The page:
The leader of the Word Bank’s higher-education efforts talks about the institution’s efforts in the MENA region and responds to longstanding suspicions.
Private universities could magnify inequalities and erode the quality of Arab public higher education. But they could also drive innovation, writes a scholar of comparative education.
A scholar studying Muslim-Christian relations had an unsettling experience as he returned home from his studies.
University students interviewed in the largest Syrian refugee camp in Jordan reveal the nonviolent roots of the uprising.
Shereen El Feki, an independent scholar, started out as an immunologist but has gone on to apply that science’s systematic approach to study sexuality in the Middle East.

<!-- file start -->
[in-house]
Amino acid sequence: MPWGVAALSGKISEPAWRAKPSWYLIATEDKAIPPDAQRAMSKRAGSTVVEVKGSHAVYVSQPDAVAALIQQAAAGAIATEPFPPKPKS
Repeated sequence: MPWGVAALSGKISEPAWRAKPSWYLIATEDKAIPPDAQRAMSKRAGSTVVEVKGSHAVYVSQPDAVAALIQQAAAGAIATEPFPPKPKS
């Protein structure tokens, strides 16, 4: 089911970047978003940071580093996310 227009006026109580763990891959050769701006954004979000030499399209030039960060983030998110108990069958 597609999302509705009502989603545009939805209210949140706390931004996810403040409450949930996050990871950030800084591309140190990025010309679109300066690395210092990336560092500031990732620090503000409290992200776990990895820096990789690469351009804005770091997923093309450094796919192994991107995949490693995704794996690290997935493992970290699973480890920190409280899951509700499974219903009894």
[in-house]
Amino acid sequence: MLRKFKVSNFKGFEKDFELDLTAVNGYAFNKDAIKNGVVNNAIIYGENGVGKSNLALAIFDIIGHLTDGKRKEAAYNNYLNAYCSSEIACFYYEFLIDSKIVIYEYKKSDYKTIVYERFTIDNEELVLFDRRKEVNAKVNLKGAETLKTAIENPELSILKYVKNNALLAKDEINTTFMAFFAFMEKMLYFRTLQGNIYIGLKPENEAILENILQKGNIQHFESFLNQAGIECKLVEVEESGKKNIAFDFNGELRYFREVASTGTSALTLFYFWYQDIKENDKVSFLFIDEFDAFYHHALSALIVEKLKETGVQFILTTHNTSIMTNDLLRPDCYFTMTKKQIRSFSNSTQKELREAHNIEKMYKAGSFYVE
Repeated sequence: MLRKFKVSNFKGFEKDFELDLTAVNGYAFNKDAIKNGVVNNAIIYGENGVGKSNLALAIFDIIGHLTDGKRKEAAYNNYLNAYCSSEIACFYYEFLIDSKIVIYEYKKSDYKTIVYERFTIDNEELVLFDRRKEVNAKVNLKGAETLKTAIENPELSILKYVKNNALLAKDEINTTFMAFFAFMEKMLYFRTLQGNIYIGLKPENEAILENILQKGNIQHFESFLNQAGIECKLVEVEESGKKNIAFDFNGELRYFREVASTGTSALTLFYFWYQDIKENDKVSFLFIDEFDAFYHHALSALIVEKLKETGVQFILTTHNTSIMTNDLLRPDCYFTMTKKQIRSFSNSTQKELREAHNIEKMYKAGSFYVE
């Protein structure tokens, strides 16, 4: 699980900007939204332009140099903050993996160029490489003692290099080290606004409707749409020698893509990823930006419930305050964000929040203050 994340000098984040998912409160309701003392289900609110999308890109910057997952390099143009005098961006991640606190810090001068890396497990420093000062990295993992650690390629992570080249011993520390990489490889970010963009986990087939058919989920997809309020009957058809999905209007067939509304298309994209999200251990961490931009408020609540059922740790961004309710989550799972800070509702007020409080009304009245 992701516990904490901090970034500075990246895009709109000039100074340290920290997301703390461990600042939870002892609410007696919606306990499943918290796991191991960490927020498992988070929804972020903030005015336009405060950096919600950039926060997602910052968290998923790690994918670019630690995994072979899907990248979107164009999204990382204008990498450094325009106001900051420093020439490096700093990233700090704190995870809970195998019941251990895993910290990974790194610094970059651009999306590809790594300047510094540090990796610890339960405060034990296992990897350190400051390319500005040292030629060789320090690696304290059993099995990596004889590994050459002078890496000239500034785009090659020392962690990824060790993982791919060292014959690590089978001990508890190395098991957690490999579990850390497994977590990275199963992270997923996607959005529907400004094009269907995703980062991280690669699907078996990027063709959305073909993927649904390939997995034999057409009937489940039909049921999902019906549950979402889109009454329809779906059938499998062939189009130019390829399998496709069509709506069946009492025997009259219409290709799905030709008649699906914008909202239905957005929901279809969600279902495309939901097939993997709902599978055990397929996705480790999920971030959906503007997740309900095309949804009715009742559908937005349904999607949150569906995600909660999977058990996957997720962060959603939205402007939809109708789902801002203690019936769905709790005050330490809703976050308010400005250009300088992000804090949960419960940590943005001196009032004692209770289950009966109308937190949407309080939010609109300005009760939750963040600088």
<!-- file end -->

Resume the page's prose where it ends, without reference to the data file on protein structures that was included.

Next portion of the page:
A veteran of student affairs moved to the United Arab Emirates and found that the profession was practiced entirely differently there.
A recent policy decision in Egypt is heading the country back to more specialized higher education, instead of towards the broader curriculum needed for universities to power the economy and enlighten citizens.
In many Arab countries, university admissions is forcing youth into careers that they have no interest in, derailing economies instead of fueling them, and adding to social resentment.
Khaled Fahmy argues that the lack of understanding of the nature and value of a liberal education poses the gravest danger to Arab education.